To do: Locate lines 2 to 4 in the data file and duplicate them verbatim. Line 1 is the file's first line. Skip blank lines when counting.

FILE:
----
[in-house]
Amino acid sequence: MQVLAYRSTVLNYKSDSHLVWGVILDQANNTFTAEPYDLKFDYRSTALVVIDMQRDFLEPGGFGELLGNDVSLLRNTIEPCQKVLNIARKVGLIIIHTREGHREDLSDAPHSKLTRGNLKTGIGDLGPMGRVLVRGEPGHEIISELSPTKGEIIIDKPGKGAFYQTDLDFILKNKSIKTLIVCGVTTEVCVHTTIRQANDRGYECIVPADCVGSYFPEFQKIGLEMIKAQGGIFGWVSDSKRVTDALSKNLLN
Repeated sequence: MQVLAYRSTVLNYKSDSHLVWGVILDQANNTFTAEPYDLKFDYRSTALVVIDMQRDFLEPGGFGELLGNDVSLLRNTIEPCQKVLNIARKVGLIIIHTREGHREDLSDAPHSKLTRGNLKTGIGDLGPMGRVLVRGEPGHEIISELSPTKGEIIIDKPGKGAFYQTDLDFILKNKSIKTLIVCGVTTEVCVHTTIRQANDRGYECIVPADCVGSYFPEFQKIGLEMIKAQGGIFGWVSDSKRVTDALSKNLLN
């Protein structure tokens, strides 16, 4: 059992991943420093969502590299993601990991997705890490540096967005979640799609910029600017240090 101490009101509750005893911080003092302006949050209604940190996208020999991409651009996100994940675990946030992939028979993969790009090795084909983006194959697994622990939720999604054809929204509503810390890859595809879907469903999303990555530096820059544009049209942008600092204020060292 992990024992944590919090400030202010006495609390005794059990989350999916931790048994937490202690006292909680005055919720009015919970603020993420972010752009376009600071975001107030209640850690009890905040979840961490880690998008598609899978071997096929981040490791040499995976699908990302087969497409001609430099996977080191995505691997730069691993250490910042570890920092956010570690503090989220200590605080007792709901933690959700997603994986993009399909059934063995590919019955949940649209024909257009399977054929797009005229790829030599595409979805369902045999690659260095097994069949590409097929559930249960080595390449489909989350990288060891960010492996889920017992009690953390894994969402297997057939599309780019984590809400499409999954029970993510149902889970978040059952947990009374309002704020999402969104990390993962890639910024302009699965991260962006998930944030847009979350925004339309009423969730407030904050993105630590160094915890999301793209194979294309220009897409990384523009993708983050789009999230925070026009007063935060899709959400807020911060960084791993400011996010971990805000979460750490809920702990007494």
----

Amino acid sequence: MQVLAYRSTVLNYKSDSHLVWGVILDQANNTFTAEPYDLKFDYRSTALVVIDMQRDFLEPGGFGELLGNDVSLLRNTIEPCQKVLNIARKVGLIIIHTREGHREDLSDAPHSKLTRGNLKTGIGDLGPMGRVLVRGEPGHEIISELSPTKGEIIIDKPGKGAFYQTDLDFILKNKSIKTLIVCGVTTEVCVHTTIRQANDRGYECIVPADCVGSYFPEFQKIGLEMIKAQGGIFGWVSDSKRVTDALSKNLLN
Repeated sequence: MQVLAYRSTVLNYKSDSHLVWGVILDQANNTFTAEPYDLKFDYRSTALVVIDMQRDFLEPGGFGELLGNDVSLLRNTIEPCQKVLNIARKVGLIIIHTREGHREDLSDAPHSKLTRGNLKTGIGDLGPMGRVLVRGEPGHEIISELSPTKGEIIIDKPGKGAFYQTDLDFILKNKSIKTLIVCGVTTEVCVHTTIRQANDRGYECIVPADCVGSYFPEFQKIGLEMIKAQGGIFGWVSDSKRVTDALSKNLLN
């Protein structure tokens, strides 16, 4: 059992991943420093969502590299993601990991997705890490540096967005979640799609910029600017240090 101490009101509750005893911080003092302006949050209604940190996208020999991409651009996100994940675990946030992939028979993969790009090795084909983006194959697994622990939720999604054809929204509503810390890859595809879907469903999303990555530096820059544009049209942008600092204020060292 992990024992944590919090400030202010006495609390005794059990989350999916931790048994937490202690006292909680005055919720009015919970603020993420972010752009376009600071975001107030209640850690009890905040979840961490880690998008598609899978071997096929981040490791040499995976699908990302087969497409001609430099996977080191995505691997730069691993250490910042570890920092956010570690503090989220200590605080007792709901933690959700997603994986993009399909059934063995590919019955949940649209024909257009399977054929797009005229790829030599595409979805369902045999690659260095097994069949590409097929559930249960080595390449489909989350990288060891960010492996889920017992009690953390894994969402297997057939599309780019984590809400499409999954029970993510149902889970978040059952947990009374309002704020999402969104990390993962890639910024302009699965991260962006998930944030847009979350925004339309009423969730407030904050993105630590160094915890999301793209194979294309220009897409990384523009993708983050789009999230925070026009007063935060899709959400807020911060960084791993400011996010971990805000979460750490809920702990007494």